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"Yes, I know, Dad."
Then they were on the track for introductions. Coghlan, all in green, was doing little twinkle-toed accelerations. Scott got a last hug from Kim. Walker limped slightly and looked glum. Masback and Moorcroft were apprehensive, weary of the long television hype that required the milers to bound one by one to the top of the awards stand and wave. It seemed an unnecessary, almost insulting ceremony in the midst of 16,000 spectators who could neither be more knowledgeable nor more excited. Through it all, Coe appeared assured. "Normally I would have been perturbed," he says. "I hate indecision and delay before races. But I wasn't very nervous at all."
At last they went to the line. As soon as all were still, the gun sounded. Coe, wearing his British racing singlet and purple Loughborough shorts, bolted to the front at once to avoid the inevitable pushing within a field of 13 aggressive men. As it was, he still caught an elbow from Masback as the pack jammed together around the first turn. Entering the backstretch, Lacy, running wide, went smoothly ahead. Knowing his weakened condition wouldn't let him be a contender, he had decided to become the crucial element in a great mile, a respected man setting a hard, even pace. Coe was surprised. "I'd no idea he was going to do that."
As Lacy moved to the inside, Scott and Wessinghage followed him. Coe held fourth. Ishii and Bjorge Rudd, Norway's entrant, fell behind and would not be factors. Of the rest, two men's fates were already sealed. One was Masback. "My plan was to go out near the front and stay there," he says. "That plan lasted about a hundred meters. I got out fine, but one by one everyone marched by and pretty soon I had a perfect view of the race."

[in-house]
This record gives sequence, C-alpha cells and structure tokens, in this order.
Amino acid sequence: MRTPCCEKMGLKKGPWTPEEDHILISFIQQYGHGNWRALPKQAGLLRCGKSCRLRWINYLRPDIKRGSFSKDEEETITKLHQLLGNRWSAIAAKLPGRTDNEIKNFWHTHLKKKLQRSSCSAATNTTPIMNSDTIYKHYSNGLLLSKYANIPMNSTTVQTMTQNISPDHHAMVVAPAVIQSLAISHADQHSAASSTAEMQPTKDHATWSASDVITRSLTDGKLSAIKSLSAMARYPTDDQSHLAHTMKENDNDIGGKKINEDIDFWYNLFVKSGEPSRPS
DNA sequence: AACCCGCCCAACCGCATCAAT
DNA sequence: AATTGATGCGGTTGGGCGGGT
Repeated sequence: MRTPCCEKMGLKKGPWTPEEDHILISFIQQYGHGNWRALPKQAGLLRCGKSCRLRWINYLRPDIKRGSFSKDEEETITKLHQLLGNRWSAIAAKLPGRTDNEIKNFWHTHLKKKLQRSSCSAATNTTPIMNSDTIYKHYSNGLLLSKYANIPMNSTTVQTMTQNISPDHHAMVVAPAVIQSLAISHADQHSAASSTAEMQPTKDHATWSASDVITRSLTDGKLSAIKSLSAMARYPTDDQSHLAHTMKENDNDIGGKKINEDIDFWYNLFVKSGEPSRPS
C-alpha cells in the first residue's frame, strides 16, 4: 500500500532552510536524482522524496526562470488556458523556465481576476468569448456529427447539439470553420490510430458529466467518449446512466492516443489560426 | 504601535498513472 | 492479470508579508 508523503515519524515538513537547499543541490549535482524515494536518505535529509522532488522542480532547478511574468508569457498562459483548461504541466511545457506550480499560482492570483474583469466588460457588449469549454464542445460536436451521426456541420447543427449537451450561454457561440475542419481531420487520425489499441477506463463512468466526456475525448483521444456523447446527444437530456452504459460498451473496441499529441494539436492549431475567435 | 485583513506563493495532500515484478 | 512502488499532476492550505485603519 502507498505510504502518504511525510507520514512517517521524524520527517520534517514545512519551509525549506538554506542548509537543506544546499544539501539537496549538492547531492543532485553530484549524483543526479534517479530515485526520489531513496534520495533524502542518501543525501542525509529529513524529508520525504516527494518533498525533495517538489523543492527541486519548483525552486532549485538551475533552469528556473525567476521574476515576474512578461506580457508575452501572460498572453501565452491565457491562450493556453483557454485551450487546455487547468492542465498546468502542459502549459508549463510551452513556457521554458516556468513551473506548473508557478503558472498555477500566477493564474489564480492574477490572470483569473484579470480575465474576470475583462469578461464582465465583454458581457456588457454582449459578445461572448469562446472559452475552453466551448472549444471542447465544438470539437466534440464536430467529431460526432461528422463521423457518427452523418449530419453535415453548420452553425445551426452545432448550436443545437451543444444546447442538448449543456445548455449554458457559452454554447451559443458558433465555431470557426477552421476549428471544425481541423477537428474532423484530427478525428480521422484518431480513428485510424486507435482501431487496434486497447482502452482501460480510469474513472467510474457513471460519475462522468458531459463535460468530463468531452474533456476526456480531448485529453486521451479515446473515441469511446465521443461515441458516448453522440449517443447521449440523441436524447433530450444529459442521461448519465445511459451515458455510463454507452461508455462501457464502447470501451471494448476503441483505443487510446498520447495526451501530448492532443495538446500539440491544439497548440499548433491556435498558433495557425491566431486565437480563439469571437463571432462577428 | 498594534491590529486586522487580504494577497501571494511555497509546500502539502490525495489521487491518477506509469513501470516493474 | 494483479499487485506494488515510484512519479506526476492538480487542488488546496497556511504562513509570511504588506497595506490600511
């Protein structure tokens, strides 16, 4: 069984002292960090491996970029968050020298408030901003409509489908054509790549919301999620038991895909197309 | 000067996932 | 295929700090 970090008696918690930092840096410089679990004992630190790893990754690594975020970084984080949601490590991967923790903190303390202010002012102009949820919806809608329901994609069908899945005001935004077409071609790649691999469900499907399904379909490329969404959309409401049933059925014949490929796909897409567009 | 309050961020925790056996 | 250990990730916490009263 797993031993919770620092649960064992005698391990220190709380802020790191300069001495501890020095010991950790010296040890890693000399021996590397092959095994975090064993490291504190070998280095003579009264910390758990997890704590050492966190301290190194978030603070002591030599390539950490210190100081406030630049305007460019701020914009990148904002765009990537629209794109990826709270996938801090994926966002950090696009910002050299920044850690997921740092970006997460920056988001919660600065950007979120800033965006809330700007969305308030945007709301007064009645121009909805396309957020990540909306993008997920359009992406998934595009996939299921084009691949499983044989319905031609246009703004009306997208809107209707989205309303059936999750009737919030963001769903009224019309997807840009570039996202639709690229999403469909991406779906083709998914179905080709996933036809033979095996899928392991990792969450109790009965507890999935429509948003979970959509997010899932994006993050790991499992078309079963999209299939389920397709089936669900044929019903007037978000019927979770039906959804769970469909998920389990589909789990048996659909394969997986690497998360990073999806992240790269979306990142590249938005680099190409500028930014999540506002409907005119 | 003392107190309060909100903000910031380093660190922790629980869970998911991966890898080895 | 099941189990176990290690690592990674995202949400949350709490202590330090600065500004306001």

The other was Coghlan. "I was not cocky, but too cagey, too careful," he says. "I think I was last in the early running."
At the quarter mile, Lacy was timed in 57 seconds flat. Scott was a yard behind, thinking here the two of them were again, as so many times during the U.S. indoor season, "doing the work as usual." Wessinghage and Coe were by in about 57.8. Behind them the pack was dangerously tight, with seven men working for position. "There was a lot of physical contact," says Moorcroft. "I never got past fifth or sixth. It felt like I was running into a wall all the time." Into the third turn, Coghlan and Walker were ninth and 10th, respectively. Coghlan knew he had to get up. "On the second lap when I thought they would ease, they just kept going." He went wide down the backstretch and passed several men, Put made up little on the leaders.
Lacy and Scott hit 800 meters in 1:54.0, with Coe now third in 1:54.5. Lacy had Peen perfect, with two 57-second laps in a row. Now he stepped off the track, coughing, flood pounding in his head. Scott leaned hard into the turn, keeping the pressure on. Later, both Scott and Coe would give Lacy full credit for making a record possible. Scott also says, "He shouldn't have done it. For one thing, he was sick. His throat infection lingered on and he couldn't train until September. But more than that, he'd Proken the indoor world record in February. He is too good a runner to rabbit."
Coe stayed with Scott and daylight opened to the pack. They led by eight yards at 2½ laps, when Coghlan finally took over third from Wessinghage. "I ran as if I had no experience whatsoever," says Coghlan. "I ran three or four little races within the larger one. I made a hell of an effort in the third lap to get to third and once I got there I was exhausted."
Through the third lap, Scott willed himself not to slow. This was how he had destroyed the kick of Villanova's Don Paige in the AAU 1,500 in June. He did not know who was behind him. The crowd was so loud he could hear no footsteps. He had heard no lap times. He didn't care about them. He knew only to run as hard as a man can run.
With 500 meters left, Coe came to Scott's shoulder. Scott, recalling their plan, thought it was Wessinghage. When Coe passed him 30 yards before the three-quarter-mile point, Scott was encouraged, thinking the half-miler had moved too early.